ISLAMABAD: Germany is willing to cooperate and assist Pakistan in tapping its 2.3 million megawatt renewable energy reserves. Berlin’s Ambassador to Islamabad, Michael Koch said Germany was ready to help Pakistan exploit its renewable energy on Thursday.
However, Germany has refused to help Pakistan with its electrical power crisis by not agreeing to share civil-nuclear technology.
“Germany is not the right country to ask for nuclear energy cooperation. On the whole there is a convention (in Germany) that nuclear power is problematic. There are issues of waste, safety and security,” said Berlin’s Ambassador to Islamabad, Micheal Koch, when asked about whether Germany would cooperate in helping Pakistan develop Nuclear power plants and civil-nuclear technology.
“Pakistan has huge potential for exploiting renewable energy resources. It has a hydropower potential of 41000MW, wind 346,000MW and whopping solar energy of 2.9 million MW,” said Koch. “All potential (for power generation) except for hydropower is being lost,” said Koch addressing a press conference, after visits to 14 delegates of nine German companies working in the renewable energy sector.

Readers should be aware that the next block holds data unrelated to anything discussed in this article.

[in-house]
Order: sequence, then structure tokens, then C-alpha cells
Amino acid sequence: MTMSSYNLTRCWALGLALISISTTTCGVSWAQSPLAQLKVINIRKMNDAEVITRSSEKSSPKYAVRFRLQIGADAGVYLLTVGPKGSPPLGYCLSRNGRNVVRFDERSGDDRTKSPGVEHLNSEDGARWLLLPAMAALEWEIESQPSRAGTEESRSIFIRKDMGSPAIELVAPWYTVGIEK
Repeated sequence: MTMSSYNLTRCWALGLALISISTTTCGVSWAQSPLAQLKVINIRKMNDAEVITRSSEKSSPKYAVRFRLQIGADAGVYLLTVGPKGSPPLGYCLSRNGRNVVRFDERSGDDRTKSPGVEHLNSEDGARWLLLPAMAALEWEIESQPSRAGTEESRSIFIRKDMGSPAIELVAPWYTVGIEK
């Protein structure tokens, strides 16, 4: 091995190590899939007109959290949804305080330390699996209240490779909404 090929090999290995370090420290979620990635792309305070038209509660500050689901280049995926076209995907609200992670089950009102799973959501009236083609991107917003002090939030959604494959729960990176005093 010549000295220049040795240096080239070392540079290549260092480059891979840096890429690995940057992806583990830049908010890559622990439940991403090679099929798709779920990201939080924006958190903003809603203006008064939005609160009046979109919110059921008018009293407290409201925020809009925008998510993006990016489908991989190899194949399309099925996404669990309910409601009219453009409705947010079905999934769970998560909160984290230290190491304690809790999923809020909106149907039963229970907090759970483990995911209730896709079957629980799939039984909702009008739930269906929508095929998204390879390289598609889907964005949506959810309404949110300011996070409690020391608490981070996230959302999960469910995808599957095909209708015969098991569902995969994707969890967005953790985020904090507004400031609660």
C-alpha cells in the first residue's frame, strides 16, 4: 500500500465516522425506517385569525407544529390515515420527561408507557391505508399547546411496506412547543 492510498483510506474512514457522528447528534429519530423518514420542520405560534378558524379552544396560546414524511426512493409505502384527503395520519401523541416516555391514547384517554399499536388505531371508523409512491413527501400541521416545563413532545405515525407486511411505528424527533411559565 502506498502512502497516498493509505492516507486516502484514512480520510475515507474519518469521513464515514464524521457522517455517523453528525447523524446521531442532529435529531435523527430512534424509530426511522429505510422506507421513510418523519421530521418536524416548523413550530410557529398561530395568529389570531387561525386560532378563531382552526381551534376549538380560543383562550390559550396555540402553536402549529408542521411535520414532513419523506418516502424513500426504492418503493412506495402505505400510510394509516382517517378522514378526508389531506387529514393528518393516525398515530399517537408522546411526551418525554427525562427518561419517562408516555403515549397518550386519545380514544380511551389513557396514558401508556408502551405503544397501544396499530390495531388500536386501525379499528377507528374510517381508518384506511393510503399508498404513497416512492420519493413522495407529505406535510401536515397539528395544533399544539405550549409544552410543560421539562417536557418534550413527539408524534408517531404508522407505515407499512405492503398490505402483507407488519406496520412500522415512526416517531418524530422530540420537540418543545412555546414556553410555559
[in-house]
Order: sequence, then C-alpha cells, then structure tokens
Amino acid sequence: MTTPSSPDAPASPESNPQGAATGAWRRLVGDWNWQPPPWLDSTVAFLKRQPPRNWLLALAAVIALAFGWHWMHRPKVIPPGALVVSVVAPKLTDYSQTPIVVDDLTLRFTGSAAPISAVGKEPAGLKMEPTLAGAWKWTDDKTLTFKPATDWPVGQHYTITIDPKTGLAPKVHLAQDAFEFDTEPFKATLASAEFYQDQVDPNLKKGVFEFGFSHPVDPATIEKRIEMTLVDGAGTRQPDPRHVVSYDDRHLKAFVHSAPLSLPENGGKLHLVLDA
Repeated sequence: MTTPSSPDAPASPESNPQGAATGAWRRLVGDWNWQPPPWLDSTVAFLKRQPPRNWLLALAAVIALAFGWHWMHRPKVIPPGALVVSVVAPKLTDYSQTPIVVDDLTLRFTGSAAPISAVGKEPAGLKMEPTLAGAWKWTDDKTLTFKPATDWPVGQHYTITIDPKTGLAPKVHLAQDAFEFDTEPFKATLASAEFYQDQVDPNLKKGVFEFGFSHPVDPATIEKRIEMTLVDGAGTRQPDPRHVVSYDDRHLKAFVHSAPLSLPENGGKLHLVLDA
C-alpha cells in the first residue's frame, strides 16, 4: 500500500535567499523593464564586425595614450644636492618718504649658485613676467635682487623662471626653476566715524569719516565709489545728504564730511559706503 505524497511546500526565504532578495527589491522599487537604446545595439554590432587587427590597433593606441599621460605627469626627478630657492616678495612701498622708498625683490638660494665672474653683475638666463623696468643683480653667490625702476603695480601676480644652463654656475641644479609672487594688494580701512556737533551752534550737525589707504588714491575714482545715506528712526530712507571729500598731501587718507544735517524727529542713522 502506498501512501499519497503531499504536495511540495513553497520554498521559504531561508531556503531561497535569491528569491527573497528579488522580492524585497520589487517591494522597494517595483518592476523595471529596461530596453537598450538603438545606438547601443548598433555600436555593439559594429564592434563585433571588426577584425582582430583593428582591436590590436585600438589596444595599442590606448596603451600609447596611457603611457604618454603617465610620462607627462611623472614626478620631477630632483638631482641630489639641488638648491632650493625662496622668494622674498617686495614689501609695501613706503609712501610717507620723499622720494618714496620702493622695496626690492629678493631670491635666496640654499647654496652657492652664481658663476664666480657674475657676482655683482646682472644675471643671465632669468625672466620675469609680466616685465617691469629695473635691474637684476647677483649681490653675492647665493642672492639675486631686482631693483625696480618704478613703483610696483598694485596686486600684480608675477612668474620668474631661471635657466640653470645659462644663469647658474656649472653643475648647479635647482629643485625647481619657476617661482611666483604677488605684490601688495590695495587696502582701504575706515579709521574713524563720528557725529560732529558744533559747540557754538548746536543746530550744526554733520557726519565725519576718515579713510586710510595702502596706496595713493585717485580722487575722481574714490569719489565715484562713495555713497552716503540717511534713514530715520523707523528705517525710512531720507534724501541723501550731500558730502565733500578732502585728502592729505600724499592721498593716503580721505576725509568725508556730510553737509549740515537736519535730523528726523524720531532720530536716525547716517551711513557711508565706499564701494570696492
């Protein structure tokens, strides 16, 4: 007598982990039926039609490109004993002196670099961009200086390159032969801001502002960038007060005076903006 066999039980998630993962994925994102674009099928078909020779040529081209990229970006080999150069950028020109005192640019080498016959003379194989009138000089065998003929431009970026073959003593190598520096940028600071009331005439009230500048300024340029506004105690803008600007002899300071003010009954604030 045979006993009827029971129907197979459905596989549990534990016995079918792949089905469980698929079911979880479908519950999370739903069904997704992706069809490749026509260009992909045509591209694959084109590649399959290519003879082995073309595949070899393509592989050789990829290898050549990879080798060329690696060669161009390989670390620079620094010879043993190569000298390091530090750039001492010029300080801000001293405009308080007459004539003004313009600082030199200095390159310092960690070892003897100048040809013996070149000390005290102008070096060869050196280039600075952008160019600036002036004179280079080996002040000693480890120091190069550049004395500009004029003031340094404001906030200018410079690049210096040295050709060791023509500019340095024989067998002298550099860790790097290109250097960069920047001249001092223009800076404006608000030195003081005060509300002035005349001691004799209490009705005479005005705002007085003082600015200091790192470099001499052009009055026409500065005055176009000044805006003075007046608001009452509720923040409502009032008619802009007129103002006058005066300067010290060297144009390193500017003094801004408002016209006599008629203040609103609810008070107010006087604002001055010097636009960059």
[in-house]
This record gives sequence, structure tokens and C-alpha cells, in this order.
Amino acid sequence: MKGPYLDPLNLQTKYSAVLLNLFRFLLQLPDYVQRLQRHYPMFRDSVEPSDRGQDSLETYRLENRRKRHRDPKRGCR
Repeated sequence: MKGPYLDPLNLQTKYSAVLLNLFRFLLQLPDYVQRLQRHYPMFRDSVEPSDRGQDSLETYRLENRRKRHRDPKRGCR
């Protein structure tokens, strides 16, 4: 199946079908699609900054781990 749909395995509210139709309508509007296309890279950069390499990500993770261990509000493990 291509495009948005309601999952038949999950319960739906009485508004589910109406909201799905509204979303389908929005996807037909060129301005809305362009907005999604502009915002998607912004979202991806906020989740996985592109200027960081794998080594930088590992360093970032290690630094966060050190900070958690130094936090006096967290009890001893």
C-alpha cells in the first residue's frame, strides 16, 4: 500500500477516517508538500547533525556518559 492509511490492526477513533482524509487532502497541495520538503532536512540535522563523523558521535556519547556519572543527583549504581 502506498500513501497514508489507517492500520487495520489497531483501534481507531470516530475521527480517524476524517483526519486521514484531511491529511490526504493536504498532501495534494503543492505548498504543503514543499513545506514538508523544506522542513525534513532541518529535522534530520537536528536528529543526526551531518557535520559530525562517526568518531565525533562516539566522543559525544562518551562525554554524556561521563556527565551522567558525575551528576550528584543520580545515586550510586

He emphasised that there was an urgency of closing gap between energy needs and energy supply and renewable energy was the best guarantee for sustainable development. Mr. Koch said that a number of concrete contracts would follow the visit. “If all goes according to plan, the first German project of 50MW in wind sector should commence from December 2010,” said the Chief Executive Officer of the Alternate Energy Development Board, M. Arif Alauddin.
He added that German solar companies could help reduce long term demand by introducing innovative technology. Three out of nine companies are ready to invest in Pakistan’s renewable energy sector according to Alauddin. According to him, the German delegation visit had been a successful one.
NEPRA is offering 17 percent return on investment and another one percent for those who in time commission project, said Alauddin. He admitted that during the last regime Letter of Intents were issued without resources being mapped. “This year we are only targeting 3 to 5 projects, if materialised it would add 200 MW power to the national grid next year”, he added.
Arif Alauddin said that the cheapest source of power generation is hydro which costs only 7 cents per kilowatt against winds generation cost of 12 cents and then solar 21 cents.
The German ambassador opposed the idea of using coal to generate electricity and wanted Pakistan to go for 21st century technology instead of trying to experiment with 18th century ones. He explained that Germany was changing over from traditional models of energy generation to innovative models and Pakistan should do the same.
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